Nature’s Freezer

La Carriole Rouge by Clarence Gagnon

Quick Quotes 18. The following is taken from Travels in Lower Canada, by Joseph Sansom (1820):

Quebec is subjected to frequent rains, by the neighbouring mountains which arrest the clouds in its vicinity; and it has little to boast of in summer, though the days are very long, from its high northern latitude, (46. 55.) The sun now rises about four o’clock, and sets about eight. The winter is allowed to be the season of enjoyment here.

A sufficient stock of meat and poultry is killed when the cold sets in, which it usually does in November, continuing without intermission till April, and sometimes encroaching upon May. The snow then usually lies upon the ground from four to six feet deep. The meat, as well as every thing else that is exposed to the cold, instantly freezes; and it is thus kept, without further trouble, till it is wanted.

As the snows fall, the inhabitants turn out to keep the road open, that their intercourse with their neighbours may not be impeded. The air is constantly serene and healthful; the nights are illuminated with the aurora borealis; and the time is spent in giving and returning visits between town and country. Dancing-parties are frequently formed by the young people at one another’s houses, and the gay scene is at its height when the great river freezes over, as it sometimes does from side to side. The island of Orleans is then accessible, and every body turning out upon the “pont,” as they call it, on skates, or else in sleds and carrioles,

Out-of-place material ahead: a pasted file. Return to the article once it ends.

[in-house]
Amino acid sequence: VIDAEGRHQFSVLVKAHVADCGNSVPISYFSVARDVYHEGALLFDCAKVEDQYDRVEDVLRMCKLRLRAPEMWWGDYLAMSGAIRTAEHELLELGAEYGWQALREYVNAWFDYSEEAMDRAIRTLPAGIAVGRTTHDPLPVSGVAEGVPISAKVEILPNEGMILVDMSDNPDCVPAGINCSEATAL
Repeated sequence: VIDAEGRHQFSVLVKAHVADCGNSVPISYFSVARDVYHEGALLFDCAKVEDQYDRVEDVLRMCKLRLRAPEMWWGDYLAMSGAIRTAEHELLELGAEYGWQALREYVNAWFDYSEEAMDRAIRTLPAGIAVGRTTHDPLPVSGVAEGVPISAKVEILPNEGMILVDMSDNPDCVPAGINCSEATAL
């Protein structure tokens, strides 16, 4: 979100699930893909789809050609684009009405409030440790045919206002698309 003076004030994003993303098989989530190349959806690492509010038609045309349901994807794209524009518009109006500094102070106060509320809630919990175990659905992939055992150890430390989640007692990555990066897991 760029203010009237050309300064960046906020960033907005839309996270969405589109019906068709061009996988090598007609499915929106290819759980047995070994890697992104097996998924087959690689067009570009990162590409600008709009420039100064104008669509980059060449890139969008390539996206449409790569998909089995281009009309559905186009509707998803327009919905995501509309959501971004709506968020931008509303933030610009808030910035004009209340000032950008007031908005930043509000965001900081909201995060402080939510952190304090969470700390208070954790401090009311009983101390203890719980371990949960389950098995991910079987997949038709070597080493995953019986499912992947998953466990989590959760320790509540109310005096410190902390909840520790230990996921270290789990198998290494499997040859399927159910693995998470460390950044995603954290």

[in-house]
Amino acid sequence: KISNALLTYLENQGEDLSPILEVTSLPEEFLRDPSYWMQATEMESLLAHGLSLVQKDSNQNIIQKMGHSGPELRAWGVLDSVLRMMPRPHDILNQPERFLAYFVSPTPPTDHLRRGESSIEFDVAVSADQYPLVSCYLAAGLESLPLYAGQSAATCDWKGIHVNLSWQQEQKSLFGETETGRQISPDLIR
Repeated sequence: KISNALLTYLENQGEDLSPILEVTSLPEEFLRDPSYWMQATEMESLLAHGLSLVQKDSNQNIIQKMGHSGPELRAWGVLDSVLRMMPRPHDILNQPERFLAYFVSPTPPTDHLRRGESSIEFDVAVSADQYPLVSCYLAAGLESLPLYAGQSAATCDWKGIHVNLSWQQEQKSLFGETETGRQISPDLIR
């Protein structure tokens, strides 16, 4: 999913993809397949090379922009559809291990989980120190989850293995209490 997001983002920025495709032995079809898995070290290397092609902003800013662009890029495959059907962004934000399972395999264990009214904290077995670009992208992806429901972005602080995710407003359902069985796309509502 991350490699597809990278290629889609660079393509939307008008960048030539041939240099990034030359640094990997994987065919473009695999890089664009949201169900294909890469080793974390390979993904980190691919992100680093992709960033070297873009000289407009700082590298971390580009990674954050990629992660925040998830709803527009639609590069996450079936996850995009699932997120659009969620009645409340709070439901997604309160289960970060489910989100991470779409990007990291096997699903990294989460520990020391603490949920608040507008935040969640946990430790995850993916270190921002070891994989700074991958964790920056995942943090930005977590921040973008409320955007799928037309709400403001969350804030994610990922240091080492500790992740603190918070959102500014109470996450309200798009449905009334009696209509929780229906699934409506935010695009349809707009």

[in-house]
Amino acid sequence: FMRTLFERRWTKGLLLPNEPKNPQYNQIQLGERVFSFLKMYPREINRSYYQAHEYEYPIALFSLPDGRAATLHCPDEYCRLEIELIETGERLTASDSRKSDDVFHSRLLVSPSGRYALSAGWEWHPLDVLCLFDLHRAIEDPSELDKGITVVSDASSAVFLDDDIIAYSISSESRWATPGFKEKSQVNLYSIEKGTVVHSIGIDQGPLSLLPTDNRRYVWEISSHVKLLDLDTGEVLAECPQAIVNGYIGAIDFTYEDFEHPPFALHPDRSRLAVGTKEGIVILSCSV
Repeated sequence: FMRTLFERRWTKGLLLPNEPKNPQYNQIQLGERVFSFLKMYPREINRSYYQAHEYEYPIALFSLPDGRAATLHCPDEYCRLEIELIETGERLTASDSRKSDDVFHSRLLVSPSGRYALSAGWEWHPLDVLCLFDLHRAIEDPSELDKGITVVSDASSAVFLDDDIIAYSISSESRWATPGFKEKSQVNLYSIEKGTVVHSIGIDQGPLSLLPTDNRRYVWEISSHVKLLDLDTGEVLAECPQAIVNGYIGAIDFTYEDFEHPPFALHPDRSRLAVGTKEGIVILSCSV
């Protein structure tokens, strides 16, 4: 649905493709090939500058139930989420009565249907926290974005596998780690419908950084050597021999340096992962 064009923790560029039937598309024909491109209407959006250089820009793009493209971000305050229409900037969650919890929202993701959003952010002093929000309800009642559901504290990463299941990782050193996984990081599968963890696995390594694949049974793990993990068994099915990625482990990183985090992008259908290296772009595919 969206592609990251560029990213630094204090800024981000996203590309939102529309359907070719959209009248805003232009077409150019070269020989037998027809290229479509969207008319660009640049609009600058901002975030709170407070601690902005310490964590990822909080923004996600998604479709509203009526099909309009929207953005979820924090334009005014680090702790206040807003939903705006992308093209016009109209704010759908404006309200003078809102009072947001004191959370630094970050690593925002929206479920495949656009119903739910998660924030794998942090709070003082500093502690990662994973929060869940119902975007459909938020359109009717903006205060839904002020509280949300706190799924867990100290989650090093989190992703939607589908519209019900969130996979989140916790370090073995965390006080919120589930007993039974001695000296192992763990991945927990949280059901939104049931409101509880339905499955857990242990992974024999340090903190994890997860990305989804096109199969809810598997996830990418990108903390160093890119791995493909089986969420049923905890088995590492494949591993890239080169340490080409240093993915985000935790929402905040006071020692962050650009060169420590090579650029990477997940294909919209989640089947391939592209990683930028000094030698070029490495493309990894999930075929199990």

“The then gay land is maddened all to joy.”

Spring at length opens suddenly; the ice breaks up with tremendous crashes; and vegetation follows in surprising rapidity, as soon as the surface of the ground is clear of snow.

Such they say is, occasionally, the extremity of the cold, that wine freezes even in apartments heated by stoves, the pipes of which are conveyed through every room. Brandy exposed to the air will thicken to the consistence of oil; and the quicksilver of thermometers condenses to the bulb, and may possibly congeal, for even mercury freezes at 39 degrees below the beginning of Fahrenheit.

A carriole is a Canadian sledge pulled by a horse or by dogs.


“Quick Quotes” are some bonus content for the blog. Each time I find an interesting or amusing little quote from and old (verging on forgotten) book, that does not really need any further explanation or background information, it will appear on Windows into History under this heading. You can keep updated each time I post a new entry by clicking on the follow button on the right of the screen. I welcome any comments or suggestions, and will consider guest posts.

About Roger Pocock

Co-writer on junkyard.blog. Author of windowsintohistory.wordpress.com. Editor of frontiersmenhistorian.info
This entry was posted in 19th Century, Books, History, Nature, Quick Quotes, Travel, USA and tagged , , , . Bookmark the permalink.

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